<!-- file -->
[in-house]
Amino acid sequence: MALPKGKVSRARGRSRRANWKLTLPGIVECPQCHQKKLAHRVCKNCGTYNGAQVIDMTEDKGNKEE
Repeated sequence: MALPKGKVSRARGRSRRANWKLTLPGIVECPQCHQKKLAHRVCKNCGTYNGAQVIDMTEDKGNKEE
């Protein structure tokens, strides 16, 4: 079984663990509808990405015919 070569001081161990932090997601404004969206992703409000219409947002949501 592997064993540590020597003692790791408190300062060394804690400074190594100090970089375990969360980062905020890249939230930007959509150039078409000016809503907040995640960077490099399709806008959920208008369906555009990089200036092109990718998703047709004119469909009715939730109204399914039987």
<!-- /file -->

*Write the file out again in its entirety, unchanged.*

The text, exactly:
[in-house]
Amino acid sequence: MALPKGKVSRARGRSRRANWKLTLPGIVECPQCHQKKLAHRVCKNCGTYNGAQVIDMTEDKGNKEE
Repeated sequence: MALPKGKVSRARGRSRRANWKLTLPGIVECPQCHQKKLAHRVCKNCGTYNGAQVIDMTEDKGNKEE
């Protein structure tokens, strides 16, 4: 079984663990509808990405015919 070569001081161990932090997601404004969206992703409000219409947002949501 592997064993540590020597003692790791408190300062060394804690400074190594100090970089375990969360980062905020890249939230930007959509150039078409000016809503907040995640960077490099399709806008959920208008369906555009990089200036092109990718998703047709004119469909009715939730109204399914039987």